Last time I wrote about how to start your startup in 4 steps, and the first step I mention is to “Have an idea”. This can mean becoming serious about an idea you’ve had in the back of your mind, or it could mean experimenting with ways to have more ideas. In this post I want to talk about two types of ideas: “social” and “tools”.
Why we all love social ideas
Whether you’re an aspiring entrepreneur or a seasoned serial entrepreneur, I think it is inevitable that we naturally get excited by the social ideas. Things like Twitter and Facebook have taken off big time, and occupy the media and our attention much more than other ideas. We also tend to spend a lot of our time on these kinds of social platforms, and our ideas are likely to come from places we are already familiar with. I think for that reason, it can be quite easy to have these platforms in mind and discover things we’d like to be able to do on them that we can’t already. Thus, a new social idea is born.
The problem with social ideas
The problem with social ideas is that often even though they may be solving a problem in a novel and useful way, they almost always have the following traits:
- take longer to validate that the problem is something people want
- product/service is not as useful when there are fewer users (network effect)
- revenue usually comes after some kind of “tipping point” which is hard to specify
I was recently reading some great new research with data gathered from 650 startups in the Startup Genome Report, and they have some data which seems to confirm these problems. In the following snippet, “The Social Transformer” is their phrase for social ideas, and “The Automizer” is how they describe “tools”:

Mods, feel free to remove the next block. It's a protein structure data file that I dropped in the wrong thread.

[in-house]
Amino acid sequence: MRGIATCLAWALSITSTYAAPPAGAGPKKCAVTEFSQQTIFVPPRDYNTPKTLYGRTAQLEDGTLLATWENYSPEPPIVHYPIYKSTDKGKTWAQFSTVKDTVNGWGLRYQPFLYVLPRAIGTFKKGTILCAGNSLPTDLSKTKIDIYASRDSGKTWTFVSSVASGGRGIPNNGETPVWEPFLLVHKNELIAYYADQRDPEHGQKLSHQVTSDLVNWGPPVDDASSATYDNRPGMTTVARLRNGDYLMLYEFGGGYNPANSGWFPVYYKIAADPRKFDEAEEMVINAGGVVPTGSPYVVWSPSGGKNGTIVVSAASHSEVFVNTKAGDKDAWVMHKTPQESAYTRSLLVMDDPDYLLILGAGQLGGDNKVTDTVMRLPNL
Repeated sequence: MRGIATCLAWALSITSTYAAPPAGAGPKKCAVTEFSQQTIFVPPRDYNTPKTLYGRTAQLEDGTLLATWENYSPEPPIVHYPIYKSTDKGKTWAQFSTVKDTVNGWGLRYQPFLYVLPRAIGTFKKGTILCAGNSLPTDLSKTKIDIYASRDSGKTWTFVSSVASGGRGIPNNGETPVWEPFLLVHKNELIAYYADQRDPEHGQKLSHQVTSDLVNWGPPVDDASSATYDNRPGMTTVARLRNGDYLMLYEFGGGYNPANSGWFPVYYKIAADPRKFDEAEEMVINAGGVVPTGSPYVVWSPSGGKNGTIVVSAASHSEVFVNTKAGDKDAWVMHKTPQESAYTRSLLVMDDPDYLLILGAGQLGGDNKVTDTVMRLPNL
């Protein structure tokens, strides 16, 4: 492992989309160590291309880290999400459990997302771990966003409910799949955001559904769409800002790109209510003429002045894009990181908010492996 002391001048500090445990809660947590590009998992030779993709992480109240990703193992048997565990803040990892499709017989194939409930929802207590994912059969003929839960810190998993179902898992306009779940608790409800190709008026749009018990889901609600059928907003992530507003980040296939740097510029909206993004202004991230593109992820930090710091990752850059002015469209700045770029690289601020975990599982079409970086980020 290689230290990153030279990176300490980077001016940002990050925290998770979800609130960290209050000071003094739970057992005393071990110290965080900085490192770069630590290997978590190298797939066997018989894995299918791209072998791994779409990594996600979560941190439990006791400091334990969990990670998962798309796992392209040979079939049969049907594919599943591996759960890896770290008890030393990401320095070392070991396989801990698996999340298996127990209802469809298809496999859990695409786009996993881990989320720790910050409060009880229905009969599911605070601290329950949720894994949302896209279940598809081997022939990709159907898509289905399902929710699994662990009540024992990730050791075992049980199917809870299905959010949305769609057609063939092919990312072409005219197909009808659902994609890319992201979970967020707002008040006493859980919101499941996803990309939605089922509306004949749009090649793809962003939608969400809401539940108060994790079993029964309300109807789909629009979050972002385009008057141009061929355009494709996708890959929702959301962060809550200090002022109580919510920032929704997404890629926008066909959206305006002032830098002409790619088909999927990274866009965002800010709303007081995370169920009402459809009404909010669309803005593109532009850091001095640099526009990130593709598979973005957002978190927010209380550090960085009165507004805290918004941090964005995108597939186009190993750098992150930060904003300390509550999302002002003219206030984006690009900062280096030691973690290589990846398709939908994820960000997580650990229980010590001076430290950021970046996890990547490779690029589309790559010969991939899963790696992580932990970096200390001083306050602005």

Type 1N - The Social Transformer
- need 50% longer than Type 1 (The Automizer) and Type 2 (The Integrator) to reach scale stage
- need more capital than Type 1 (The Automizer) and Type 2 (The Integrator)
Why tools are often the better option
When you’re working on your first real startup venture, you’re often working part-time or even full-time whilst you build your idea on the side. When I had the idea for Buffer six months ago, I was working as a contract web developer for two different clients and as a result I was working five days per week. It is hard to move fast when you have little time, and one of your goals should be to reach a stage where you can work on your idea part-time or full-time.
As a first-time entrepreneur with no track record, if your experience is anything like mine you’re going to struggle to raise funding. Therefore, you’re going to need to bootstrap your idea on the side. Bootstrapping involves generating revenues early and building on top of them. This is where social ideas give you a real disadvantage. Spencer Fry put it very well:
To bootstrap you typically need a single user to be able to benefit from the service without having to connect with anyone else. That’s Carbonmade. A user can sign up and create their own online portfolio without needing other people in the system to benefit from it.
Avoid the “network effect”
I think that’s the key - an idea where a single user can benefit immediately when they sign up. Put simply, “tools”. This is the single biggest difference between the idea of OnePage, my previous startup, and the idea of Buffer. OnePage, with its network effects, constrained me to working part-time for a full year and a half whilst building (little) traction, whereas Buffer, which was useful for people and had payment options from day 1, allowed me to quit my contract work completely within 5 months.
Whilst I think social ideas can be great, my point here is that if you’re starting out and want to be working on your idea full-time in the near future, you are much more likely to achieve that goal by building a tool which people find immediately useful.
Do you have any experience of building “social” or “tool”-based ideas? I’d love to hear from you in the comments!
Photo credit: Kate Gardiner